Skip to content


In Re: Mohesh Mistree and anr. - Court Judgment

LegalCrystal Citation
SubjectCriminal
CourtKolkata
Decided On
Judge
Reported in(1876)ILR1Cal283
AppellantIn Re: Mohesh Mistree and anr.
Excerpt:
criminal procedure code (act x of 1872), sections 294, 295, 296 and 297 - order of discharge under section 215--revival of proceedings. - .....by mr. prinsep in his latest edition of the criminal procedure code, as having been decided by the bombay high court, has been referred to as showing that the magistrate was right in the course he adopted. but that case is not reported in the regular reports of the bombay high court: nor have we been able to find any report of it. the full facts with which the bombay court had to deal are not before us, and we are unable to say how far the court may really have gone. the note we have of this decision is therefore of little value; and, taking it as it stands, we are not prepared to agree with it as regards cases coming before the magistrate under section 295.3. dealing with the matter under sections 294[1] and 297, we think there is material error in the magistrate's proceeding, and that.....
Judgment:

Macpherson, J.

1. It seems to us to be clear that this case came before the Magistrate of the 24-Pergunnas under Section 295 of the Criminal Procedure Code,[1] and that it was in the first instance dealt with by the Magistrate under that section. That being so, his proper and only course was to proceed under Section 296, to report the case for orders to the High Court, which (under Section 297) might have ordered the accused persons to be tried, if of opinion that they had been improperly discharged.

2. A case (re Sidya bin Satya) quoted by Mr. Prinsep in his latest edition of the Criminal Procedure Code, as having been decided by the Bombay High Court, has been referred to as showing that the Magistrate was right in the course he adopted. But that case is not reported in the regular reports of the Bombay High Court: nor have we been able to find any report of it. The full facts with which the Bombay Court had to deal are not before us, and we are unable to say how far the Court may really have gone. The note we have of this decision is therefore of little value; and, taking it as it stands, we are not prepared to agree with it as regards cases coming before the Magistrate under Section 295.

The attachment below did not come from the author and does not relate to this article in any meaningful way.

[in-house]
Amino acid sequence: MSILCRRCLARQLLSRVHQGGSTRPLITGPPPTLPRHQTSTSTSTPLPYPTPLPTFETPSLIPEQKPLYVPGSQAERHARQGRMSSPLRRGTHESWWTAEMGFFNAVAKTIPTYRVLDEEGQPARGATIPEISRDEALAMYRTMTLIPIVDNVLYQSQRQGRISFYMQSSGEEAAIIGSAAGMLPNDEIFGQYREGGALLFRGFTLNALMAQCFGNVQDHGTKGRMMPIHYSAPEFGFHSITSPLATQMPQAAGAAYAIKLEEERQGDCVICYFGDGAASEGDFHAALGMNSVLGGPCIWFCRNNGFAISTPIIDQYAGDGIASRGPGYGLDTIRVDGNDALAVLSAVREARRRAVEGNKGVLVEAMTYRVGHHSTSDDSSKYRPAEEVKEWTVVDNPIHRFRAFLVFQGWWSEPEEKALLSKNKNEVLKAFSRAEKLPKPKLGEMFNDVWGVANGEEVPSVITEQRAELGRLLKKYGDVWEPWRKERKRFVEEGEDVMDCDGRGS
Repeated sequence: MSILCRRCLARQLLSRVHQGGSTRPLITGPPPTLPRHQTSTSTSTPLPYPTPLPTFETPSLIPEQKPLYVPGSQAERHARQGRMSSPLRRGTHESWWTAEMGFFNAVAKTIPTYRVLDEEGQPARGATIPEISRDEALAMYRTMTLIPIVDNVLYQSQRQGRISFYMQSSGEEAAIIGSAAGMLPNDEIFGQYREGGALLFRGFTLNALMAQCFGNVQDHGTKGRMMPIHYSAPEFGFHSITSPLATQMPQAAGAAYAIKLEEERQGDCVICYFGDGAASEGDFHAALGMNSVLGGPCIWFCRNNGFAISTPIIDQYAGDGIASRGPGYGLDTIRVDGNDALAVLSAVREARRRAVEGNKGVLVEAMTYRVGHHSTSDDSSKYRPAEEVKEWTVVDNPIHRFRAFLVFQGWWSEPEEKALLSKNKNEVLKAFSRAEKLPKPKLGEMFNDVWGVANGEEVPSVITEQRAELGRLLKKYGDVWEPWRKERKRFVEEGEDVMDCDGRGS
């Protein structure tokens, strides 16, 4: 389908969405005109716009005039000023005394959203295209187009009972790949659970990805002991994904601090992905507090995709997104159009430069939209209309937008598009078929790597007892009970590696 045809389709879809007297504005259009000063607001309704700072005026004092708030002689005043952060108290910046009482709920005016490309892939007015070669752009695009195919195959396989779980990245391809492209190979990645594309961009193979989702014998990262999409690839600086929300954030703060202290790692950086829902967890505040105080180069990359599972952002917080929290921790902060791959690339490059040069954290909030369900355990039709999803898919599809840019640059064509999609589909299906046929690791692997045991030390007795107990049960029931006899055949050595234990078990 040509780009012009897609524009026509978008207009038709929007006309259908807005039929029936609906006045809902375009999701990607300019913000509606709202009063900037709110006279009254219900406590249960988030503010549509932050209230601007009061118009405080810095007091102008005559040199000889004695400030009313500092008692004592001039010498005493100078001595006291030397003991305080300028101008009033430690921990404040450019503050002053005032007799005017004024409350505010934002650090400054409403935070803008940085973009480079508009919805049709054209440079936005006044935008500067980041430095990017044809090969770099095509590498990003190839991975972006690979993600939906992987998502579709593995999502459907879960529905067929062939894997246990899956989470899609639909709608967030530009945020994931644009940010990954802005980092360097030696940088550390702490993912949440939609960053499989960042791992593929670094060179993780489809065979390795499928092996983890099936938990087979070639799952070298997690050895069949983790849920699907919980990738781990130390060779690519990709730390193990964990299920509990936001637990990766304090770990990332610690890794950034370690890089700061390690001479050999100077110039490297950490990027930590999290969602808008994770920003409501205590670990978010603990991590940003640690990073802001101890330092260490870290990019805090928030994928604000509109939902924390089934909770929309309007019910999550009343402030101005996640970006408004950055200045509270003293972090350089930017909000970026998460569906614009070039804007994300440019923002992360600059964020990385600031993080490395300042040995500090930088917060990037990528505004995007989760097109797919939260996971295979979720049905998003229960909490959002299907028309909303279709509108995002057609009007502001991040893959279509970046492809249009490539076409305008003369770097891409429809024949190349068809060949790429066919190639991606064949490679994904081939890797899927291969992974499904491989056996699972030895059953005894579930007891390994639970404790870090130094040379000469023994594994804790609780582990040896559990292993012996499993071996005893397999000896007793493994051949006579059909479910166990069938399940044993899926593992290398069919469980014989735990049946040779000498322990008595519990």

3. Dealing with the matter under Sections 294[1] and 297, we think there is material error in the Magistrate's proceeding, and that his order, directing the Joint Magistrate to entertain the fresh complaint now made and all the subsequent proceedings, ought to be quashed.

4. Whatever may have led to the various delays which have occurred in the prosecution of this case since the 21st of July 1875, there is no doubt that very great and unfortunate delays have taken place. It is, as a rule, most unfair and undesirable in every way to order an accused person to be tried over and over again for the same offence, unless under very peculiar circumstances. In the present instance there is nothing peculiar in the circumstances to warrant a third trial: and it seems to us wrong and improper (within the meaning of Section 294) that an order should be made directing the prosecution to be now recommenced.

5. The order of the 10th of February and all the subsequent proceedings are quashed.

Section 295: Any Court of Session or Magistrate of the

Powers of Court of Ses- District may, at all times, call for and examine the record of

sion and Magistrate to call any Court subordinate to such Court or Magistrate, for the

for record of Subordinate purpose of satisfying itself or himself as to the legality of any

Courts. sentence or order passed, and as to the regularity of the

proceedings of such Subordinate Court.

For the purposes of this section, every Magistrate in a Sessions Division shall be deemed to be subordinate to the Sessions Judge of the Division.

Section 294: The High Court may call for and examine the record of any tried by any

Subordinate Court for the purpose of satisfying itself as to the

Power to call for records legality or propriety of any sentence or order passed, and as to

of Subordinate Courts. the regularity of the proceeding of such Court.


Save Judgments// Add Notes // Store Search Result sets // Organizer Client Files //